As a child, my perception of beauty was formed by actresses, cover models and Miss America pageant contestants, all of which were blonde, thin, and tall. It’s been said that comparison is the thief of joy, and I’d like to add that it also steals our ability to see our own unique beauty. As a short, freckled, curly-haired girl, I was convinced that I didn’t have what it took to be beautiful.
Although my perception of beauty had evolved over time, I still had certain limitations ingrained in my mind. It took me 40 years and surviving the life-altering challenges of fighting breast cancer to finally recognize my own beauty. The disfigurement of my breasts after a double mastectomy sent me to a true living hell, trying to find my confidence, despite missing the most feminine part of myself. After all, those pieces of me were not necessary health-wise. But, oh, the mind games that were started by losing them. Looking at others, I could only see that they, once again, had something I did not.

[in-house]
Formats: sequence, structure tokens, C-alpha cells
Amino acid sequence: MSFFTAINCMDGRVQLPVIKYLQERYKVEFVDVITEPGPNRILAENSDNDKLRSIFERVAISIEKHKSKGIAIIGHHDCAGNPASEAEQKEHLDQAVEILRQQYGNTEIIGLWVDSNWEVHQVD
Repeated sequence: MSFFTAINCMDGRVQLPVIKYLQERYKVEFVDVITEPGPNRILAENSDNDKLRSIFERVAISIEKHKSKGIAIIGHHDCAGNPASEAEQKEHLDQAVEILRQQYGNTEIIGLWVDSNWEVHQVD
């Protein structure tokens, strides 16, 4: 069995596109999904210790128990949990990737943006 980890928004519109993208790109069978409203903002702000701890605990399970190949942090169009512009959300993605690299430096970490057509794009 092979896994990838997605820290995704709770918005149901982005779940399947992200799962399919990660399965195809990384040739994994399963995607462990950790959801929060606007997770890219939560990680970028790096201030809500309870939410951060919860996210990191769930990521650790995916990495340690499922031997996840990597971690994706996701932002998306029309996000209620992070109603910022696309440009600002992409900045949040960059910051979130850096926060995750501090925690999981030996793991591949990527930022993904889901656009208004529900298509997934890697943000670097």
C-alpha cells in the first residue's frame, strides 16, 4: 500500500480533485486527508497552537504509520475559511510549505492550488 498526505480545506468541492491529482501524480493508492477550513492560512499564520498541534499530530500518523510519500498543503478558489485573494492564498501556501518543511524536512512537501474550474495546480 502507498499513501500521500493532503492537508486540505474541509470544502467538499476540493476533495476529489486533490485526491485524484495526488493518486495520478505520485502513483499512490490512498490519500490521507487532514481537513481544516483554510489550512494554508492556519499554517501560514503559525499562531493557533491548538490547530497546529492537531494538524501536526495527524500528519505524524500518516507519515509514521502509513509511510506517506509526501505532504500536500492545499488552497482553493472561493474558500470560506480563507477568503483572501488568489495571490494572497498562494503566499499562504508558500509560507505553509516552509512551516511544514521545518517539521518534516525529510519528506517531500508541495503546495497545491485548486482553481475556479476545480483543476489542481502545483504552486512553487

Although my body quickly recovered, it’s taken several years for my mind to heal. I am now able to see that beauty is only in the eye of the beholder. My definition of that beauty has evolved, including strength, grace, and faith. I am certain that we are all made exactly in God’s image, and that this journey is so much more than fitting into society’s ideal of “beauty”. While I wouldn’t wish the devastating journey through breast cancer and treatment on one person on earth, it is my hope that by seeing my own true beauty, others may recognize their own. What a blessing it is to marvel at the beauty of others, no longer feeling inferior or less-than. May your confidence grow from what truly matters in this life, and may you have hope, knowing it’s peaceful ahead.